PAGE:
According to Wikipedia:
The term slug (used as both a noun and a verb) came from bus drivers who had to determine if there were genuine passengers at their stop or just people wanting a free lift, in the same way that they look out for fake coins—or "slugs"—being thrown into the fare-collection box.The original sluggers would poach riders from bus stops. After a while, slugging queues formed at park-and-rides (on the inbound) and areas with many offices like the Pentagon (on the outbound) and the system became self-reinforcing. Sluggers have an unofficial website now and the system has been around long enough that it is ingrained in a couple of areas. However, one of them may not be New York.
Emily Badger, now of The Atlantic Cities, wrote a long and interesting piece about slugging last year, which outlined several factors that have to be in place for slugging to work:
- The HOV requirement must be 3. HOV-4 is too cramped, and HOV-2 lacks a sense of security. (With three strangers in a car, even if one is crazy they'll be outnumbered.)
- The HOV lane has to be lengthy or have a high toll, and paralleling traffic has to be bad enough that it saves considerable time. In DC, the 95/395 corridor is one of the most gridlocked in the country, while the carpool lane sails along at freeway speeds. And misuse must be enforced.
- There needs to be a parallel transit system for backup, even if it is slower. Drivers and passengers will not always balance perfectly.
- Employment needs to be situated in dense urban nodes that draw workers from a highway corridor
- Some homogeneity in the workforce. For instance, everyone in DC works for Uncle Sam (or so it seems)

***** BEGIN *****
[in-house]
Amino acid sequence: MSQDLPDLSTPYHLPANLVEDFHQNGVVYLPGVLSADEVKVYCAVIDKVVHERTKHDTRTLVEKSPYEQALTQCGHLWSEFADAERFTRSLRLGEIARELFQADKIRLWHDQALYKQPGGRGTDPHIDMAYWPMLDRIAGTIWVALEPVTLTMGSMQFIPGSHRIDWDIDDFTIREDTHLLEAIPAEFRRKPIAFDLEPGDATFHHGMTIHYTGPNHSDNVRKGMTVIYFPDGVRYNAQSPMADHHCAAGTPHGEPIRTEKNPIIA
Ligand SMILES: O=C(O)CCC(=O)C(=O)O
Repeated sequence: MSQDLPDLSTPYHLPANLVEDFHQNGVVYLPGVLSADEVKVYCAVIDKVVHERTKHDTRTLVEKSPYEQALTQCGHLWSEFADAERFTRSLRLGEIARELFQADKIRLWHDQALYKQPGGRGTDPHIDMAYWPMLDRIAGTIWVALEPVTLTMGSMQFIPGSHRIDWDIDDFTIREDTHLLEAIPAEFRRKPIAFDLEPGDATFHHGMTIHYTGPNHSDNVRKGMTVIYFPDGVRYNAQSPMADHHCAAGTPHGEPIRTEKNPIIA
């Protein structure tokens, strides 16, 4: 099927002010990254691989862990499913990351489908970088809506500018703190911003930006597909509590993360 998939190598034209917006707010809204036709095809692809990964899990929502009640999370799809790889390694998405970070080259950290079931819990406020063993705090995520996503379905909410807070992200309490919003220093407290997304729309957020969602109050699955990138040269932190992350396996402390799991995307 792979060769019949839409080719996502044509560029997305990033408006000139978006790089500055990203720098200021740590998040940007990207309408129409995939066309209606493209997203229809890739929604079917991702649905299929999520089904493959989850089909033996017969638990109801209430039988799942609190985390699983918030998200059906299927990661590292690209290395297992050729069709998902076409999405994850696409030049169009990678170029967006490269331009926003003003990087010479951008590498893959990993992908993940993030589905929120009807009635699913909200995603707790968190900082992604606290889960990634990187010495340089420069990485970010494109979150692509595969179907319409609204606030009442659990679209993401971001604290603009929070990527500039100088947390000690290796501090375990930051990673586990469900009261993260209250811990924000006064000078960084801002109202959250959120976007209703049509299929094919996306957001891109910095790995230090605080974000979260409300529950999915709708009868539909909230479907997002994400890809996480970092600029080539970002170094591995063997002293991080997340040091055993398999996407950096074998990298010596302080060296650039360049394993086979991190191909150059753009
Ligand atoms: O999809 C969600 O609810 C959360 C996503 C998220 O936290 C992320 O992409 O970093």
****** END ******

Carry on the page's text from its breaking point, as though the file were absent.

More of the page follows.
I would add that slugging also needs
- The existence of park-and-ride lots where riders can congregate (preferably with some amount of cover from the elements)
- Parallel transit can't be too fast, frequent or reliable, although it's rare to find fast, reliable and frequent transit in the US. (In other words, if there was a Metro Line along 395 which ran at 110 mph to the District, there would probably be fewer slugs. But since the transit options are a bus with a transfer to Metro, slugging is faster.)
- The end of the system has to be in a transit-served area; the transit, or even bike sharing, can provide a last mile solution from the slug lines (which are sort of like transit stations).
On the GW, high tolls are certainly in place, and there are savings to be realized with an HOV toll pass. However, the system lacks a few other features. There is no major employment density on the other side of the bridge. Well, there is, but not that many New Jerseyites drive there from the GW. There are no time savings for HOV travelers, either. There's nowhere to congregate (although this might change, according to the article). Once across the bridge, there is relatively easy access to a subway station, but getting back on the highway requires a couple of zigs and zags on surface streets to the Bronx. Once on the train, however, the A train runs express to Midtown, making the trip in 20 minutes, which is generally faster than driving. Also, there is no toll westbound, so there's no incentive to pick up a passenger and save.
What would it take for slugging to catch on on the GW? First, the police would have to stop ticketing people for picking up slugs. It would have to be a two-way system, which would require more tolling capacity. A dedicated, easy-on, easy-off slug facility or location would have to be found (in Manhattan, this could be a section of street, but it's harder on the interstate in Jersey). And to cap it off, I think the Port Authority would have to create free-flowing carpool lanes, to create a time incentive. This, too, would be tricky, because they'd have to extend across the Palisades (which often back up), but in doing so would extend beyond the market of available slugs. So, the GW might not be right for slugging.